Donald Trump is hown in March at a news conference at Trump National Golf Club – Los Angeles, which will host the 33rd PGA Grand Slam of Golf in October. (AP Photo/Nick Ut)

In the wake of his comments about Mexicans, businessman/presidential candidate Donald Trump said Tuesday that he has had “tremendous support from the golf world.” On Wednesday, four pillars of that world made it clear that they wanted no part of any association with Trump’s controversial assertions.

The PGA Tour, PGA of America, LPGA and USGA issued this joint statement:

“In response to Mr. Trump’s comments about the golf industry ‘knowing he is right’ in regards to his recent statements about Mexican immigrants, we feel compelled to clarify that those remarks do not reflect the views of our organizations.

“While the LPGA, PGA of America, PGA Tour and USGA do not usually comment on presidential politics, Mr. Trump’s comments are inconsistent with our strong commitment to an inclusive and welcoming environment in the game of golf.”

During the announcement of his White House bid, Trump had said,”When Mexico sends its people, they’re not sending their best. … They’re sending people that have lots of problems, and they’re bringing those problems with us. They’re bringing drugs. They’re bringing crime. They’re rapists. And some, I assume, are good people.”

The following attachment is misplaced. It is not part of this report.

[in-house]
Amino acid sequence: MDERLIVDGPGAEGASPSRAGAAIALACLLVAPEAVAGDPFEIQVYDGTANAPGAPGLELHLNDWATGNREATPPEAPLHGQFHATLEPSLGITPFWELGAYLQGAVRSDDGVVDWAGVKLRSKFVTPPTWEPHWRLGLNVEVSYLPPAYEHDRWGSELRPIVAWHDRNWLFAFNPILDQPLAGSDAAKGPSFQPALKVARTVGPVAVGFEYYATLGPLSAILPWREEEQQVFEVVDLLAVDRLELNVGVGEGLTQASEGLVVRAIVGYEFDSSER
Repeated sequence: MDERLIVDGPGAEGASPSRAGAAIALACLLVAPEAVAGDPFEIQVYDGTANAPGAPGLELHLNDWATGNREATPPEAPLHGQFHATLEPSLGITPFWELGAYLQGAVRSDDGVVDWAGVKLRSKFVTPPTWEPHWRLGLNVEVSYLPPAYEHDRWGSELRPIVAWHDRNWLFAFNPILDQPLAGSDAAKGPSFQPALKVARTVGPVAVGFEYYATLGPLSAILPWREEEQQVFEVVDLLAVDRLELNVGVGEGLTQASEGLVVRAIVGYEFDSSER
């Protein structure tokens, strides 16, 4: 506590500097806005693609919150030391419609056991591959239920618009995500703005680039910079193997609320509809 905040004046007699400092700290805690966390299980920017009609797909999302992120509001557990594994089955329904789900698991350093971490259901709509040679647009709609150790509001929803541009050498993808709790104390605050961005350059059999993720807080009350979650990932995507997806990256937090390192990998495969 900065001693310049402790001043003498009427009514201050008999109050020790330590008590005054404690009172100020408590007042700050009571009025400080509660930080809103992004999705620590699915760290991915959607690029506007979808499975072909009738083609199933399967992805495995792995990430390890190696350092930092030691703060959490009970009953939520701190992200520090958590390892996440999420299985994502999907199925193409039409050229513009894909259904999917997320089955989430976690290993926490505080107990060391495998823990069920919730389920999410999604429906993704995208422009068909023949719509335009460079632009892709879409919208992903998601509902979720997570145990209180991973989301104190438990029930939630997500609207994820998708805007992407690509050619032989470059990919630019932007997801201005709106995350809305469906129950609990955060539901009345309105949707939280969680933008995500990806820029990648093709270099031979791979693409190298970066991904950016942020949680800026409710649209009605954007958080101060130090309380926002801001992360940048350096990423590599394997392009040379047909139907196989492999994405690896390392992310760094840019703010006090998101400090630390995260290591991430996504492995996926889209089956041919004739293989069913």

Shortly thereafter, many companies either based in Mexico or with ties to the Mexican-American community, such as Univision, cut ties with Trump. NBCUniversal followed suit, dropping him from “The Apprentice,” a long-running show that had relied heavily on Trump’s personality.

Having poured money into an impressive portfolio of golf courses, including several that host top-tier events, Trump apparently felt confident in his various high-level ties to the sport. He told the Golf Channel on Tuesday, “I’ve had tremendous support from the golf world, because they all know I’m right. I’ve been great to golf. I’ve been investing while everybody else was fleeing.”

“I have Mexicans and South Americans working for me all over the country and believe me, they love me and I love them,” Trump added to Golf Channel reporter Tim Rosaforte. “I think they’re great. I’ve had great support and I haven’t heard one negative thing and frankly I don’t expect to.”

The unexpected arrived Wednesday, but the real test for the four organizations could be how they respond to pressure to pull events from Trump-owned courses. From the Associated Press:

Trump Turnberry on the west coast of Scotland will host the Ricoh Women’s British Open this summer on the LPGA Tour, though that event is run by the British-based Ladies Golf Union. LPGA Commissioner Mike Whan said in an email there were “no plans to alter any of our upcoming venues.”

The PGA of America has moved its Grand Slam of Golf from Bermuda to Trump National Los Angeles. The two-day exhibition for the year’s major champions is held in October. The PGA Championship is to be played at Trump National in Bedminster, New Jersey, in 2022, while the Senior PGA Championship is to be held at Trump National in Potomac Falls, Virginia in 2017.

The USGA is holding the U.S. Women’s Open at Trump National in Bedminster in 2017.

The PGA Tour is played at Trump Doral, which the Republican presidential candidate bought in 2012, and the Puerto Rico Open is played at Trump International, though tournament director Sidney Wolf said the course is owned by a local family.

The golf world does, indeed, have extensive ties to Trump. But that doesn’t mean that he can expect that world to stand behind everything he says, especially when something he says is so offensive to so many people.